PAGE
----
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Volume 31, Issue 4

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Why replicate your database? The simple answer is – to have a hot standby copy of your organization’s most critical data in case you need it. In case you need it for:

Business Continuity – your primary copy of the data is knocked out or is unavailable for an unacceptable length of time – in other words, an “unscheduled outage.”
Continuous Availability – your primary copy will be unavailable due to a planned and deliberate event, such as maintenance, migrations or reorganizations.
• Workload Balancing – you can run data mining applications against the replica copy and avoid the overhead on the primary copy.

This article will focus on special challenges encountered when contemplating data replication over extended distances – generally speaking, distances greater than 100 miles.

Sometimes this extended distance requirement will be imposed for purely technical reasons – the primary copy resides at one location but the replica needs to reside far away to be readily available to a group of users at the remote location.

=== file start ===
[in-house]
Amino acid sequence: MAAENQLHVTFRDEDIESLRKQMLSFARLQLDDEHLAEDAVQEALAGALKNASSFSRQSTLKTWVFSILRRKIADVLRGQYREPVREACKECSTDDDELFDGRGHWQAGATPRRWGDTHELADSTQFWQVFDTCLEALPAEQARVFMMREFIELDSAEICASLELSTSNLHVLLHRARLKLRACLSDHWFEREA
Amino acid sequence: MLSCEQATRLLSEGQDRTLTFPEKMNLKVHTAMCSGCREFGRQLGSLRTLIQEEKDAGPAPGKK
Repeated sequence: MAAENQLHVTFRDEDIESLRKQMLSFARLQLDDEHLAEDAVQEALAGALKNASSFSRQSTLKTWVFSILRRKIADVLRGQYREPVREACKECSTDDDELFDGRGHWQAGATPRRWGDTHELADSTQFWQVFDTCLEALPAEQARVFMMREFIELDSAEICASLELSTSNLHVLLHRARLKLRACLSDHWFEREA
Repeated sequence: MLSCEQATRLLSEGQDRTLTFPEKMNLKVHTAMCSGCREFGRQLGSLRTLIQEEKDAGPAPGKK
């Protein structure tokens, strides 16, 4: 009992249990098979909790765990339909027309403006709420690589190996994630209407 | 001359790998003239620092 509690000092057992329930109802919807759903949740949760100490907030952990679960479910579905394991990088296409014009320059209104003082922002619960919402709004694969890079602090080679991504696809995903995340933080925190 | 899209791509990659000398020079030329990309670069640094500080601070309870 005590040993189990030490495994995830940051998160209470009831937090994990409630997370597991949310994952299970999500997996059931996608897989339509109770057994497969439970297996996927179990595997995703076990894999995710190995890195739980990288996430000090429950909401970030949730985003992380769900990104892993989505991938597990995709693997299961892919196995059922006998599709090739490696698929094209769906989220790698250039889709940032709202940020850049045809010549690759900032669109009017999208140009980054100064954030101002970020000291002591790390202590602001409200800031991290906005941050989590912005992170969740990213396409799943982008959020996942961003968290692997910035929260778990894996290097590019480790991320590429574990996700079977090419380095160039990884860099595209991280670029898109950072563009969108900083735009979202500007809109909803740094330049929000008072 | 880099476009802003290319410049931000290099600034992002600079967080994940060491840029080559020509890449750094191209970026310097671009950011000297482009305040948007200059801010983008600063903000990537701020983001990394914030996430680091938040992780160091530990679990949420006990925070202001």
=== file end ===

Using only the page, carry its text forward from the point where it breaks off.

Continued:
Another reason is readily apparent to readers of this publication – the extended distance requirement is frequently imposed as a way to minimize risk. For some organizations the replica must be far enough away to avoid being impacted by circumstances that might render the primary copy unusable. In many cases, particularly in the United States, the replica must be hundreds if not thousands of miles away from the primary instance of the database. Natural disasters and other causes of unscheduled outages may affect both a primary site and the backup site if they are too close together.